Charitable contributions of inventory by C corporations.
A general principle of charitable contributions is that the deduction for gifts of property other than money is based on the property's fair market value (FMV). Although not specifically mentioned in the law, Regs. Sec. 1.170A- 1(c) states that FMV is the starting point from which the deductible amount is determined after application of the various limitations.
Sec. 170(e)(1)(A) provides that the deductible amount of a contribution of property is reduced by "the amount of gain which would not have been long-term capital gain if the property contributed had been sold by the taxpayer at its f air market value (determined at the time of such contribution)...." Stated differently, the deduction is reduced to the extent that a sale of the property would have produced ordinary income or short-term capital gain. Thus, for contributions of inventory property the amount of the deduction is generally limited to the taxpayer's basis, except for certain qualified contributions under Sec. 170(e)(3).
The question of how the overall 10% of taxable income limitation interacts with a contribution of inventory property is somewhat answered by Regs. Sec. 1.170A-1(c)(4). The regulation splits donated inventory into two components based on the tax year acquired. Any costs and expenses pertaining to the contributed property which were incurred in taxable years preceding the year of contribution and are properly reflected in the opening inventory for the year of contribution must be removed from inventory and are not a part of the cost of goods sold for purposes of determining gross income for the year of contribution. Any costs and expenses pertaining to the contributed property which are incurred in the year of contribution and would, under the method of accounting used, be properly reflected in the cost of goods sold for such year are to be treated as part of the cost of goods sold for such year.
Thus, donated inventory items acquired in prior tax years are treated as charitable contributions subject to the overall 10% limitation, but the cost of inventory items acquired and donated in the same year are considered as part of cost of goods sold (and thus not subject to the limitation). This illogical result, for which there does not appear to be any policy rationale, has been confirmed in IRS Letter Ruling (TAM) 8008013: The five percent prior law] limitation of section 170(b)(2) ... does not apply to the deduction for cost of goods sold in a situation in which the property contributed was purchased in the same taxable year.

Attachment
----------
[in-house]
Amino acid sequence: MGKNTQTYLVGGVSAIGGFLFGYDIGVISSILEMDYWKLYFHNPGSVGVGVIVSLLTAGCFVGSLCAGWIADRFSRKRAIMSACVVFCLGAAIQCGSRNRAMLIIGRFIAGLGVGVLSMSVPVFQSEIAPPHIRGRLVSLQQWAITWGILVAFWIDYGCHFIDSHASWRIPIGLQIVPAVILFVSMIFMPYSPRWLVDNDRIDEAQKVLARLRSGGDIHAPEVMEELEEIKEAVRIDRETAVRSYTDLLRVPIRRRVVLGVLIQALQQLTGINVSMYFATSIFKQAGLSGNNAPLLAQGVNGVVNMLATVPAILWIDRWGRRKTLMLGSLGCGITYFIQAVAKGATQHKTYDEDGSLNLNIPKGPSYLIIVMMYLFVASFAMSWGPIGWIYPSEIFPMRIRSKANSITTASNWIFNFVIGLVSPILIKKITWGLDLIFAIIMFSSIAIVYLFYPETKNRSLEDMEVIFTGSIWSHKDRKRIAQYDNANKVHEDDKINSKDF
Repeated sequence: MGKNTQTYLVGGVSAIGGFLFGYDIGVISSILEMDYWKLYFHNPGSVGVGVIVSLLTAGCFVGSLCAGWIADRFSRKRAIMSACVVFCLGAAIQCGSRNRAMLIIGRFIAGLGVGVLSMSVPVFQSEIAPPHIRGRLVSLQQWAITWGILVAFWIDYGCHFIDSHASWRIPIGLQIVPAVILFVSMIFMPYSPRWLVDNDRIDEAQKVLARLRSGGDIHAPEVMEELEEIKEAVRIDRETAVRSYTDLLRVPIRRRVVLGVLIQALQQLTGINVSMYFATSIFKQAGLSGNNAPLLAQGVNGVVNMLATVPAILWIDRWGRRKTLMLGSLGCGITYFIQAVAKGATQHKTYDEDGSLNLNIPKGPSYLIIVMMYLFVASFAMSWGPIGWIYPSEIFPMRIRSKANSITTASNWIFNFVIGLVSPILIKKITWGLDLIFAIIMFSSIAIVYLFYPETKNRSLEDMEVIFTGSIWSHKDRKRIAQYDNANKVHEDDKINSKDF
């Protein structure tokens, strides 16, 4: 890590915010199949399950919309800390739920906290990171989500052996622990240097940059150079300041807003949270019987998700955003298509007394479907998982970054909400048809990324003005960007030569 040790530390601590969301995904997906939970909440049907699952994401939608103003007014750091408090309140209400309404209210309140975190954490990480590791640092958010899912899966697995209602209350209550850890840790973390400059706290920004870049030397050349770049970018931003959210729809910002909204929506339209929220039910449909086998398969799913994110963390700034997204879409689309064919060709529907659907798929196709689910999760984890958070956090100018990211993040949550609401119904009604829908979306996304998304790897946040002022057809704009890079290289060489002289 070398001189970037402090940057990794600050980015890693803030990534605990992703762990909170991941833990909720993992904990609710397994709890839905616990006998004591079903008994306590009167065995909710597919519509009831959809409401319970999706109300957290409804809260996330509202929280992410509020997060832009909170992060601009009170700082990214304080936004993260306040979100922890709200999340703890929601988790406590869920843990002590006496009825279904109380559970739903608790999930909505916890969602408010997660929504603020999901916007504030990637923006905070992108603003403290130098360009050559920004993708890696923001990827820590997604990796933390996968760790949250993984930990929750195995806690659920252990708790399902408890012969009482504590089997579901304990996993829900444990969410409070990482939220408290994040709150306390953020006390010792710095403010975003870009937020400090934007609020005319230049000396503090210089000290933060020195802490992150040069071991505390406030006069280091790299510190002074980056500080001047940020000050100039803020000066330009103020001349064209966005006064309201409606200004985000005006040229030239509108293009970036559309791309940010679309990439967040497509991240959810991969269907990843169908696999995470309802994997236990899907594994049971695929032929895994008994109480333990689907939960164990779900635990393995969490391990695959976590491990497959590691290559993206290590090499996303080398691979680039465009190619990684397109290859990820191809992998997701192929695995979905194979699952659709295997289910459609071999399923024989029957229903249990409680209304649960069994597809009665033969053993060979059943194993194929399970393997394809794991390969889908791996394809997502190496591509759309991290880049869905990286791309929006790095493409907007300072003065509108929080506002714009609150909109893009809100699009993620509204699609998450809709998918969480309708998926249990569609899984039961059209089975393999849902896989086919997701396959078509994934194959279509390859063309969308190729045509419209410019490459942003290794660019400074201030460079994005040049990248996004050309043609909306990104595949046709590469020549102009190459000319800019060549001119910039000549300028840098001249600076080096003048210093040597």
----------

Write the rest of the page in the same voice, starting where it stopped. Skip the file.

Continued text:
Therefore, it would appear that if a corporation is faced with the 10% limitation, due to a current year loss or otherwise, it may be preferable to abandon or otherwise dispose of inventory acquired in prior years rather than making a charitable contribution. Again, this result clearly makes no sense from a tax policy standpoint.
Sec. 170(e)(3) provides for a special rule for contributions of inventory if certain conditions are met. 1. The property must be used by the donee in its exempt function and solely for the care of the ill, needy or infants. 2. The property must not be sold or exchanged by the donee. 3. The taxpayer must receive a written statement from the donee that the use and disposition of the property will be in accordance with conditions 1 and 2.
If these conditions are satisfied, the amount of the deductible contribution is the property's FMV reduced by (1) one-half of the gain that would be ordinary income if the property were sold for FMV on the date of the contribution, and (2) by an amount by which the allowable deduction remaining after the first reduction exceeds twice the taxpayer's basis in the property. Put another way, the taxpayer obtains relief from the general rule of Sec. 170(e)(1)(A) (which limits the amount of the deduction to cost), and the amount of the deduction is equal to the taxpayer's basis in the property plus one-half the unrealized appreciation, not to exceed twice the taxpayer's basis in the property.
This principle can be illustrated in the following examples. Example 1: Corporation X donates an item of inventory with an FMV of $900 and a basis of $200. The allowable deduction is $400, computed as follows.
FMV $900 Basis (a) 200 Unrealized gain 700 One-half of unrealized gain (b) 350 (a) + (b) 550 Limit (twice the basis) $400
Example 2: Assume the same facts as Example 1, except that the inventory's basis is $600. The allowable deduction would then be $750.